Writer Sarah Jaffe notes that the strike is sometimes called “labor’s ultimate weapon.” And there’s a growing call for them in the time of the power of solidarity.
Like what you see?
We live in a moment when politics are shifting so rapidly it can be hard to understand what’s happening each day – but what is clear is that union rights are, more than ever, under attack.
At the same time, union rights are not the only ones in the crosshairs. And this, somewhat counterintuitively, provides the labor movement with excellent opportunities to make new allies and grow its power.
The premise of my book, Necessary Trouble: Americans in Revolt, is that the 2008 financial crisis was a fundamental turning point in American politics, kicking off an era of mass protest, direct action, disruption, and change. Since the 2016 election, huge protests have amplified the work that was going on before. Women marched for their rights, union activists flooded state houses to protest attacks on collective bargaining, and immigrants have gone on strike to demonstrate their importance to the country. In a time of increasing and increasingly visible economic and social inequality, labor has a central role to play in the struggle for justice, and local unions can play a central role in turn by reviving a fighting labor movement capable of changing the direction of history.
I stood behind a LiUNA member holding his phone high so his mother, a veteran of the 1960s movements, could hear the announcement that, because of the solidarity of the union members and others who had come to stand by the occupation, the eviction was canceled.
Part of a Bigger Movement
The victories for labor and for the broader society that I detail in my book came when labor saw itself as an integral part of a bigger movement. When Occupy Wall Street hit the streets, for example, union leaders and rank-and-file members joined the protests, donated money and goods, turned out for massive supportive marches. On the morning of a planned eviction of the New York City encampment, a wall of union members marched in – orange shirts for LiUNA, blue from the United Auto Workers, red for National Nurses United. I stood behind a LiUNA member holding his phone high so his mother, a veteran of the 1960s movements, could hear the announcement that, because of the solidarity of the union members and others who had come to stand by the occupation, the eviction was canceled. The protests, which brought discussion of class inequality back to the nation with the “We Are the 99%” framework, could continue.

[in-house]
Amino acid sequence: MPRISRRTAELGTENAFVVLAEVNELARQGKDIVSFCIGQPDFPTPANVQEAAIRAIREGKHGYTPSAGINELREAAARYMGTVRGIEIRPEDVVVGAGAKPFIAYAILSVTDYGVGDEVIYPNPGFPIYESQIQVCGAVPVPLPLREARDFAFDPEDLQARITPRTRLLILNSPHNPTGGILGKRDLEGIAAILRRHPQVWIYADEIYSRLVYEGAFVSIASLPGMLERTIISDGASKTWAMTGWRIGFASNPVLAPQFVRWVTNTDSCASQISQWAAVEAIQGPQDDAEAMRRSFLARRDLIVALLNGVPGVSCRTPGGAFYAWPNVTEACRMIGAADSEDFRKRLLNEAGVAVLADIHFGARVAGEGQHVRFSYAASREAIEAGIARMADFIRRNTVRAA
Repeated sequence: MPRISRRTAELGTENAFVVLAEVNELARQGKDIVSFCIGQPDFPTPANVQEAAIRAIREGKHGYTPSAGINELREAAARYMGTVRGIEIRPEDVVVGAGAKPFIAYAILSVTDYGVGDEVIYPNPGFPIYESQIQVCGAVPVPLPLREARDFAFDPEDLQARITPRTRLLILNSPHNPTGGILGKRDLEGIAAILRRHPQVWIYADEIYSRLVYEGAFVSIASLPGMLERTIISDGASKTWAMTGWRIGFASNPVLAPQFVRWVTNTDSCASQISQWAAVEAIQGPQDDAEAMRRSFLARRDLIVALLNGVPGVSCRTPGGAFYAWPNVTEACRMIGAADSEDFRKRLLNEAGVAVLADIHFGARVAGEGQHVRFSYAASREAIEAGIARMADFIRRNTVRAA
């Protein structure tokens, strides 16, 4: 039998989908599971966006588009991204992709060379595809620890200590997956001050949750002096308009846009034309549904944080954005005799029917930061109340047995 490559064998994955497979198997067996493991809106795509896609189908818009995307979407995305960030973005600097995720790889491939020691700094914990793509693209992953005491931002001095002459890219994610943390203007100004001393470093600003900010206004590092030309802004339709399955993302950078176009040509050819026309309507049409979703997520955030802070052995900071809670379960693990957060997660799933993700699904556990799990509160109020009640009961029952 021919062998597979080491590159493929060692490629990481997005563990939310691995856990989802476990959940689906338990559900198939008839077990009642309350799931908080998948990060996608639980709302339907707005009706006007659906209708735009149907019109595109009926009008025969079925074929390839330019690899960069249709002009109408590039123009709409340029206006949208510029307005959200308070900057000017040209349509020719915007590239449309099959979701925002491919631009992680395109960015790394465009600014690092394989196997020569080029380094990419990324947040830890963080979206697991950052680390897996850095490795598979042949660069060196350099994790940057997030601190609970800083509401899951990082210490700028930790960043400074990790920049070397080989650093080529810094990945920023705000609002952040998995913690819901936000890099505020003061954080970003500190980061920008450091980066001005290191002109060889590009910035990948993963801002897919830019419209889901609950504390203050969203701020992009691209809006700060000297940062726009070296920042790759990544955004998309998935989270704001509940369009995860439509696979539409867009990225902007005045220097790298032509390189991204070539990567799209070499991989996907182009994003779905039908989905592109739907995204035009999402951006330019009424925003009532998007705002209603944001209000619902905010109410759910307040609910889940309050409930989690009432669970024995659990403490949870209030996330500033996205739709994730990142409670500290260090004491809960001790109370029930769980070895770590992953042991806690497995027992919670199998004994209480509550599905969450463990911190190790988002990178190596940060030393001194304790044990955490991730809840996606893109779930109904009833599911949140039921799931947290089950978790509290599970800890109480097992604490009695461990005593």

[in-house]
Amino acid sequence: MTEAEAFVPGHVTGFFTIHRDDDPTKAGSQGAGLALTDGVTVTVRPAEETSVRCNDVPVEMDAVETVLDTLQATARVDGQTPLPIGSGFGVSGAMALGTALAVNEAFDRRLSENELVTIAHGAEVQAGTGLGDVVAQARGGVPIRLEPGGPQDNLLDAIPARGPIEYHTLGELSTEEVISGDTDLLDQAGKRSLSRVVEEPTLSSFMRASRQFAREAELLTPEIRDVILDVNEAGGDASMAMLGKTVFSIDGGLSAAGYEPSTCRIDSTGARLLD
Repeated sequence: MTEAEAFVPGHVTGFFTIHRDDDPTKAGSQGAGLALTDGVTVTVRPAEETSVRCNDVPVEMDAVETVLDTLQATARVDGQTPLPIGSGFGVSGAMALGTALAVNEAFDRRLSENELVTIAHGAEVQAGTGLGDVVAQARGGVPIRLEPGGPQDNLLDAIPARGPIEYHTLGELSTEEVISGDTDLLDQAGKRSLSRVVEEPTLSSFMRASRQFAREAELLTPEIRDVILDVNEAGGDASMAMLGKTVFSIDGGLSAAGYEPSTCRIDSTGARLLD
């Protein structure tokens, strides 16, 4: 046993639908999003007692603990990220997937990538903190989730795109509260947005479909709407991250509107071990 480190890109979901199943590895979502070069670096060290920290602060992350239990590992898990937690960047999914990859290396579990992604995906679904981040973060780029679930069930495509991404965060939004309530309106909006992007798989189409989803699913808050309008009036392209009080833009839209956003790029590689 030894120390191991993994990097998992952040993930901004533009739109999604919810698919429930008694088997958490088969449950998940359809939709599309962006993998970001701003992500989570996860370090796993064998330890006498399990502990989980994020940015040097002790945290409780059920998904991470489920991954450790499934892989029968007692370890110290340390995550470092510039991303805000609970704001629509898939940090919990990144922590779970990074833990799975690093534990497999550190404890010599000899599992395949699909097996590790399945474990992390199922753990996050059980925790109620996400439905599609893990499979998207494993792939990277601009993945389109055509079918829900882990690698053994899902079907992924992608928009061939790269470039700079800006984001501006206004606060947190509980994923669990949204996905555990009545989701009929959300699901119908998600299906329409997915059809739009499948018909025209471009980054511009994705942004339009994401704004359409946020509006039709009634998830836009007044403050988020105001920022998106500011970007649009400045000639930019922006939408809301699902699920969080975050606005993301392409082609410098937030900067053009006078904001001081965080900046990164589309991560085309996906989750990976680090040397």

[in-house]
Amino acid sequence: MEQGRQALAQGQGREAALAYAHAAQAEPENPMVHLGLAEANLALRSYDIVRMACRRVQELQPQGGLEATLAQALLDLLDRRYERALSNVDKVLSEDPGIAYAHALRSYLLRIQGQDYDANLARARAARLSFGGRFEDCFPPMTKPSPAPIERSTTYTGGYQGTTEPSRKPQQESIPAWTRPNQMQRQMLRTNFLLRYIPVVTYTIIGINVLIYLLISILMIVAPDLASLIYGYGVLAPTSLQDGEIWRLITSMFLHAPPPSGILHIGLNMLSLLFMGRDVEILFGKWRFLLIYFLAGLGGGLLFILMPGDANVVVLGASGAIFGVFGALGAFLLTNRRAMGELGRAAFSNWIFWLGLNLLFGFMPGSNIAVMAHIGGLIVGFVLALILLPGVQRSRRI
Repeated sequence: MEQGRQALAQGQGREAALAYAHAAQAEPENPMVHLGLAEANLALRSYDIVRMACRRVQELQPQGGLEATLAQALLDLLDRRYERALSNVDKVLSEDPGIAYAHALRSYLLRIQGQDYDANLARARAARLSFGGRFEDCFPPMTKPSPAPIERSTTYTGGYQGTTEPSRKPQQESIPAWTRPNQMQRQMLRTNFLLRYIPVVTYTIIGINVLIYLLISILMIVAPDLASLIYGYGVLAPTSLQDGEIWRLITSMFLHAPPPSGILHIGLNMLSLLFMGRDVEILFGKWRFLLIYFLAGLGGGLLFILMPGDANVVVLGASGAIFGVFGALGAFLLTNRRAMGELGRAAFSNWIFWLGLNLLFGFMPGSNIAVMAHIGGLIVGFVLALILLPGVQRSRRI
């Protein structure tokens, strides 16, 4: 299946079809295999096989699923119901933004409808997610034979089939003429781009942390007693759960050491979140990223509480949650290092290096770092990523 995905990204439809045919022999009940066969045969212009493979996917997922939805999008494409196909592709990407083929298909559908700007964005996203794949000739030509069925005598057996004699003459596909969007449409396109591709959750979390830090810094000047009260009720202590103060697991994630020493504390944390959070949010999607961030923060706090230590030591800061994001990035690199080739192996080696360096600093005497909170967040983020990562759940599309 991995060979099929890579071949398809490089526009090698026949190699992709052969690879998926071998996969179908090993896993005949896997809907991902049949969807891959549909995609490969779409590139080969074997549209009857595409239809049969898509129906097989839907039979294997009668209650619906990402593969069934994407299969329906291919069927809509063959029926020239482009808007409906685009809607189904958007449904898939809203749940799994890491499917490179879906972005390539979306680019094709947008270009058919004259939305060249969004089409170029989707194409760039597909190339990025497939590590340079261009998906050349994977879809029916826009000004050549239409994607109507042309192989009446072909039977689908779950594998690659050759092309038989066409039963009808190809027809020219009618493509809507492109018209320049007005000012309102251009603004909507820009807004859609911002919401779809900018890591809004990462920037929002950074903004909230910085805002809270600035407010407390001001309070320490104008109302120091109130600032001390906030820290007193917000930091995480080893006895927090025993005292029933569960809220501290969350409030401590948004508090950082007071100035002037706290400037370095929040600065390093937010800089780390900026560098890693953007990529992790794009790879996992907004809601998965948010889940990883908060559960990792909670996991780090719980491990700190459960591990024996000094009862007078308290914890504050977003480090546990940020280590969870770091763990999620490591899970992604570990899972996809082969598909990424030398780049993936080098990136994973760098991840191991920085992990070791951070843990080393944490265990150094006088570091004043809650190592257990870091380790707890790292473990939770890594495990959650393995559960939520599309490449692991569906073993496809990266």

The One-Day Strike
When the Chicago Teachers Union went on strike in 2012, their power came from having built a base in the broader community through communication with their natural allies: public school parents. The caucus that took power in the union in 2010 had built itself up from a book club that read books about the economic crisis and the austerity policies imposed on their city, and it began immediately organizing both internally and externally, connected to the anger of parents and students. When the strike happened, “The community had a better sense than normal that we weren’t just striking over a pay raise,” Jennifer Johnson, a Chicago teacher, told me.
The CTU used a tactic that was popularized by the Fight for $15 and OUR Walmart in order to help avert a second strike and win a groundbreaking contract that freed extra funds for the schools: the one-day strike. On April 1, 2016, the union called a one-day strike that drew community organizations, members of Black Lives Matter, and workers from around the city into a major demonstration of power that brought administrators to the bargaining table. Everyone understood that the city was with the workers.
The one-day strike has been used to powerful effect by non-union workers, whose willingness to go out carries additional risk and has won gains for the entire working class – including minimum wage increases and sick leave policies. Recently, in response to anti-immigrant and anti-refugee policies by the Trump administration as well as local politicians, immigrant workers have also used the tactic to demonstrate their importance and power. In Milwaukee, a massive strike rallied thousands of immigrants downtown on February 13, 2017 for a “Day Without Latinos, Immigrants, and Refugees.” “Immigrant and refugee communities, and those that stand with them, are not going to be pushed into the shadows. We’re not going to let our constitutional rights to be stripped away from all of us, nor allow discriminatory laws to be legalized,” said Christine Neumann-Ortiz, executive director of Voces de la Frontera, a community organization that organized the action.
The strike is sometimes called “labor’s ultimate weapon.” And there’s a growing call for strikes – by immigrants, by women and by the population at large.
— Sarah Jaffe is a Nation Institute fellow and an independent journalist covering labor, economic justice, social movements, politics, gender, and pop culture. Her work has appeared in The Nation, Salon, The New York Times, the American Prospect, the Washington Post, the Atlantic, and many other publications. She is the co-host, with Michelle Chen, of Dissent magazine’s Belabored podcast, as well as an editorial board member at Dissent.